The Colorado Springs Gazette discovered that a summer intern in their newsroom published articles with plagiarized passages. The editor of the paper, Jeff Thomas, deemed this plagiarism a breach of the paper’s trust with the public:
[R]eporter Hailey Mac Arthur, a college student doing a summer internship in our newsroom, has been dismissed from The Gazette. The Gazette forbids plagiarism, which is the act of employing the creative work of someone else and passing it off as your own. None of the four Gazette articles attributed borrowed material to the [New York] Times, as is required when quoting the work of some other publication.
Here are selected excerpts from the four Gazette stories, paired with links to the Times news stories from which material was inappropriately borrowed. …
The side-by-side comparisons are pretty damning. (I found it interesting that the plagiarized bits included both New York Times articles from last month and articles dating back to 1987. Mac Arthur apparently went to some trouble to steal just the right turn of phrase for each article.)
Every day, tens of thousands of citizens come to The Gazette and gazette.com in good faith, expecting from us in return that we will report the news as accurately, completely and originally as possible. That good-faith relationship is the foundation of all that makes The Gazette a viable enterprise. Without trust in our journalism, there is no business. For breaching that trust, I apologize to all Gazette readers.
The reaction in the comments to the Gazette‘s transparency in identifying these instances of plagiarism and the identity of the reporter who committed them is rather mixed. Some of the commenters argue that this is the youthful mistake of a college student who couldn’t be expected to know any better, and so splashing her name across the internet will unfairly kill her future in journalism. (Does this sound familiar?) Others argue that a sophomore in a journalism program ought to have an inkling of what plagiarism is, and that plagiarism is bad.
Indeed, the cached bio Mac Arthur posted on her blog (which is now set to “private”) suggests that in her own estimation, she was savvy to the ways of journalism:
I am an award-winning journalist and second-year student at the University of Florida, working toward a bachelor of science in journalism and a bachelor of arts in economics. UF’s College of Journalism and Communications touts one of the top 10 journalism schools in the nation, you know.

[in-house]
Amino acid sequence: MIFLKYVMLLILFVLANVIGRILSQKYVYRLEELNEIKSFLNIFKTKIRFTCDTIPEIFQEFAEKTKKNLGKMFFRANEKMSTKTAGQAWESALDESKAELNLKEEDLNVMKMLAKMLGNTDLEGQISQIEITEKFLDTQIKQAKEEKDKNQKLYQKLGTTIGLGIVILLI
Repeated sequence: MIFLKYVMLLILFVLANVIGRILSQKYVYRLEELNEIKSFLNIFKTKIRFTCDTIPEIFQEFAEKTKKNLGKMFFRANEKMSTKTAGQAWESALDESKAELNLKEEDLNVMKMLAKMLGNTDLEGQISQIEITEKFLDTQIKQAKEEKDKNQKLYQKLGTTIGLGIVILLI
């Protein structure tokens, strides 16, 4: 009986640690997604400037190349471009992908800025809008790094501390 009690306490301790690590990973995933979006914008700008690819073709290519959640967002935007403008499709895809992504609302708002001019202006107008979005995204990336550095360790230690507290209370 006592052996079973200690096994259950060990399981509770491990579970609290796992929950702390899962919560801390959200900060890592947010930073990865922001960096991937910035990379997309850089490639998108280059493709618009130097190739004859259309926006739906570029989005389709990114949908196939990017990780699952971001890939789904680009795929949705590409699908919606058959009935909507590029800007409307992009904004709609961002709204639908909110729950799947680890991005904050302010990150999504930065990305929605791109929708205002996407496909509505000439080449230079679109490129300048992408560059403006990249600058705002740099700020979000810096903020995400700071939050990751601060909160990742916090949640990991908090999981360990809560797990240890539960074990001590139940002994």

I will return to school in August after completing a summer reporting internship on the metro desk of The Gazette (cir. 96,000), located at the foot of Pikes Peak in Colorado Springs, Colo. Track my stories written for The Gazette – three spread across A1 during my first two weeks – at the progress page. …
Still other commenters on The Gazette site argue that someone else at the paper must share responsibility for allowing Mac Arthur’s plagiarism to be published — that an editor ought to have been monitoring the intern’s output for plagiarized passages.
Call me a Pollyanna, but I have to believe that a student in a top 10 journalism school, who has already interned for another newspaper and a magazine, and who has won at least one journalism award, must be presumed to be aware of the minimal standards of ethical journalism. Between her professors and the people supervising her earlier internships, someone must have been communicating important information about what good journalism looks like, right? If Mac Arthur didn’t manage to absorb any of those lessons, sidelining her is not just in the interests of the paper’s readers, but also in her own interest. And if we’re to the point where articles must be run through Turnitin.com before they are typeset, then it’s time to abandon the journalistic profession altogether.
Whatever obligations The Gazette may have to interns like Mac Arthur, the paper has an even greater obligation to its readers to provide articles that conform to standards of good journalism. Thomas’s article suggests that the editor takes that responsibility seriously.
Here’s hoping that Mac Arthur’s journalism professors at UF are ready to help her learn from her breach — or, if that’s impossible at this point, to help steer her in the direction of a major where she won’t further damage the public trust.
Hat-tip: Abel Pharmboy